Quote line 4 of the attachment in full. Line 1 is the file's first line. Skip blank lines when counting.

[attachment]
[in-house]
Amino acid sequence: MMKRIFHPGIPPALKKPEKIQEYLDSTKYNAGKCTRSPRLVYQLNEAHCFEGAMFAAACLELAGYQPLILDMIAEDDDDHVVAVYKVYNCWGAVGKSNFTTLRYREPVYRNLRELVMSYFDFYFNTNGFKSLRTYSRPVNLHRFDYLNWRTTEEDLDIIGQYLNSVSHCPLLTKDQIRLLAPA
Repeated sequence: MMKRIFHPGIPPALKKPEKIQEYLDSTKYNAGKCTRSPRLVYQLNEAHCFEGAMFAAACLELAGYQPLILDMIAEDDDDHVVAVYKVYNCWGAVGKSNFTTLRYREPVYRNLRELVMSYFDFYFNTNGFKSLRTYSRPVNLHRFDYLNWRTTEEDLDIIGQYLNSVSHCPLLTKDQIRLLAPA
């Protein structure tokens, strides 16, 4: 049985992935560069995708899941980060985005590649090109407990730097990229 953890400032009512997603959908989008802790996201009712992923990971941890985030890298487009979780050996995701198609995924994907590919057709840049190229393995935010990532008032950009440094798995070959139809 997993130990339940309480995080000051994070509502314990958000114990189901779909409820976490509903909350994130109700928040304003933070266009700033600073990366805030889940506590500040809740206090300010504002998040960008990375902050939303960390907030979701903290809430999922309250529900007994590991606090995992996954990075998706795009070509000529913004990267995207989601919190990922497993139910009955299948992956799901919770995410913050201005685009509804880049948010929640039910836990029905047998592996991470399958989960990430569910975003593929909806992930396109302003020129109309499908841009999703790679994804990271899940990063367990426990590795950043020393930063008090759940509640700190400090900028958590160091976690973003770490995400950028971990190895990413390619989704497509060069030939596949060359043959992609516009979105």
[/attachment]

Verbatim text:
């Protein structure tokens, strides 16, 4: 049985992935560069995708899941980060985005590649090109407990730097990229 953890400032009512997603959908989008802790996201009712992923990971941890985030890298487009979780050996995701198609995924994907590919057709840049190229393995935010990532008032950009440094798995070959139809 997993130990339940309480995080000051994070509502314990958000114990189901779909409820976490509903909350994130109700928040304003933070266009700033600073990366805030889940506590500040809740206090300010504002998040960008990375902050939303960390907030979701903290809430999922309250529900007994590991606090995992996954990075998706795009070509000529913004990267995207989601919190990922497993139910009955299948992956799901919770995410913050201005685009509804880049948010929640039910836990029905047998592996991470399958989960990430569910975003593929909806992930396109302003020129109309499908841009999703790679994804990271899940990063367990426990590795950043020393930063008090759940509640700190400090900028958590160091976690973003770490995400950028971990190895990413390619989704497509060069030939596949060359043959992609516009979105």